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Mobile Coupons: Playing Chicken at the Checkout

mattgrover_med Matt Grover , Executive Director, Technology Jan. 26, 2012

“The future is already here — it’s just not evenly distributed.”
— William Gibson

Coupons have long been one of the most reliable tools in the brand marketing toolbox to promote sales—and consumers can’t seem to get enough of them. But the transition from paper to mobile devices has been challenging, and one of the root causes is actually found in the venerable laser scanners that are part of most store checkout systems. These were designed decades ago to read the light pattern reflected from barcodes on printed coupons. But the backlit, reflective polarized glass of smartphones actually makes an on-screen barcode image invisible to most laser scanners. So we need new ways for smartphones to send information to point-of-sale (POS) terminals—crossing what I like to call the “last inch” barrier. This need has given rise to a game of “chicken” being played out right now between smartphones and retailer systems, and it’s going to be very interesting to see who swerves first. Here are a few of the technologies:

•    Optical (POS): If the retailer is willing to swerve first, one very straightforward solution is to add camera-based barcode readers to their checkout systems, enabling them to work with smartphone displays. Retailers like Target, Starbucks and most recently Walgreens have rolled these out to enthusiastic consumer acceptance. While this is great for the retailers who can do this, CPG manufacturers need their coupons to interoperate with dozens of major retailers who may not have this kind of technology yet.
•    Optical (phone): San Francisco startup Mobeam takes the opposite approach, where the smartphone industry swerves first, allowing mobile coupons to work with retailers’ existing laser scanners. They plan to do this by enabling phones to transmit data to the POS terminal using pulses of light that mimic the laser scanner’s reflected beam. This won’t work with any existing smartphones, but Mobeam claims that new models equipped with their technology could roll out as early as this quarter. P&G is already partnering with them to help get this off the ground.
•    Radio: Near field communication (or “NFC”) enables phone-to-POS communication via low-power radio signals. Being driven most visibly by Google with their Google Wallet payment system, NFC requires the addition of new radio technology to both the phone and the POS terminal. There are a handful of NFC-enabled phones on the market already, and Google got a head start on the POS side by partnering with MasterCard PayPass. Although initially targeted at payment solutions, widespread adoption of NFC technology would open plenty of new possibilities for both retailers and manufacturers to provide mobile offers to their consumers.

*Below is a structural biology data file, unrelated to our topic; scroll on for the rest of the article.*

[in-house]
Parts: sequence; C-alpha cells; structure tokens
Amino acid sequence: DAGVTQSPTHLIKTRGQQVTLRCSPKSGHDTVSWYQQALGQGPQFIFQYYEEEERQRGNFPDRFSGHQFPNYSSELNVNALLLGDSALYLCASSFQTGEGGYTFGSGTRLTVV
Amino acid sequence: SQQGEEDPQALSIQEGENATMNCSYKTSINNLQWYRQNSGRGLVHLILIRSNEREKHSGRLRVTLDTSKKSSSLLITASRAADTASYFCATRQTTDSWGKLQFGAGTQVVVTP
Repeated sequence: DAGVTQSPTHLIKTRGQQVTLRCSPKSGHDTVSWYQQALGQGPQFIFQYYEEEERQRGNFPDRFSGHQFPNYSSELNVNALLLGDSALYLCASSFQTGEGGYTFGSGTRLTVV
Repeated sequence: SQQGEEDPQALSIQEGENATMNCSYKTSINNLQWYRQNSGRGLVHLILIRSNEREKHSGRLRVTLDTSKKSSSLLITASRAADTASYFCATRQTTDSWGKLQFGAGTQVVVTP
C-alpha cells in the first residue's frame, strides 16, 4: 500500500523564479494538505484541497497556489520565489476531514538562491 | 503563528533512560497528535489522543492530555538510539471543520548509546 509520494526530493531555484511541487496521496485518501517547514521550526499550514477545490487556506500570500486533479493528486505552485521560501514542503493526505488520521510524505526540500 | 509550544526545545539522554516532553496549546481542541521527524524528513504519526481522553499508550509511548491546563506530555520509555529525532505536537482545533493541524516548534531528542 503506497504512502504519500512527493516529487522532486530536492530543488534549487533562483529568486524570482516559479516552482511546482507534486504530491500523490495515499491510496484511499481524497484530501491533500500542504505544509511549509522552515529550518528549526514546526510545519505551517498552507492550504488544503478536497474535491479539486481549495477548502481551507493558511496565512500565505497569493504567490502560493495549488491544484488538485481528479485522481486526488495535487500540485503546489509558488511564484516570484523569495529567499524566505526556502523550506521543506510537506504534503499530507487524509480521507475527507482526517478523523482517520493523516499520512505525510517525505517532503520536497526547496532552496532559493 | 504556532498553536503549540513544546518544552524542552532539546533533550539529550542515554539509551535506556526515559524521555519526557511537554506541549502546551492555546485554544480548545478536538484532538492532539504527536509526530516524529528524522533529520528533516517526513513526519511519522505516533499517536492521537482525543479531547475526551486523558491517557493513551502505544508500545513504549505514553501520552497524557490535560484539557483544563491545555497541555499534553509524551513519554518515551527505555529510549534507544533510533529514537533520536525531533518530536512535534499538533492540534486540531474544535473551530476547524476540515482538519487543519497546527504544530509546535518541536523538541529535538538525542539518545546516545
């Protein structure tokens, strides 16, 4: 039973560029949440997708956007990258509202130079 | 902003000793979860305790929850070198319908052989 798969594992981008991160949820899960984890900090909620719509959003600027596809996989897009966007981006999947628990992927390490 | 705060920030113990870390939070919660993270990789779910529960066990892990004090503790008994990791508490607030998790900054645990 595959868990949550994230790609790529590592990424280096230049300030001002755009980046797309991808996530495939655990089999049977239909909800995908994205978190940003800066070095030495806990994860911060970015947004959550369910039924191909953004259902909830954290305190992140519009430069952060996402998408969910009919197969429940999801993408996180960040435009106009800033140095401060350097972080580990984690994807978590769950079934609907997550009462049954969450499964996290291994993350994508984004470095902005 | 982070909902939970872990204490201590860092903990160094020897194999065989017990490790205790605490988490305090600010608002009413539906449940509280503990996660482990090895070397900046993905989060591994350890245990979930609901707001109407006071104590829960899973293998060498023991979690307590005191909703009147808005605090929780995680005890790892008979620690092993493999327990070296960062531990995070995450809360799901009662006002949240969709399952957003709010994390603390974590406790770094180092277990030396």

•    Audio: Another solution that gets phones and stores talking to each other involves the use of audio signals. All phones of course have microphones—and systems can be installed in retail locations to broadcast data to them using ultrasonic audio signals. ShopKick started this off in 2009 and is well-established with several major retailers, offering rewards to consumers through their app as they walk into the store. Naratte, with their Zoosh offering, is another pioneer in this space, and is working on POS solutions among many other possibilities.
•    GPS: Taking advantage of yet another smartphone capability, Placecast offers a geofencing solution called ShopAlerts, where subscribers receive offers via SMS whenever they enter designated geographic areas. This service works with existing smartphones and does not impact the retail environment, but it would need to be integrated with other solution to provide a complete offer and redemption solution.

While it’s not yet clear how these technologies and standards will play out over the next few years, we can be assured that widespread industry changes will be taking place across multiple channels. There’s a lot at stake, with investments needed in new technologies, consumer awareness and adoption, privacy considerations and even environmental impact. But we stand to make huge gains in terms of taking customer loyalty in new directions, improved data and analytics, and in finding new ways to layer great digital experiences into the consumer journey.

So who do you think will swerve first?

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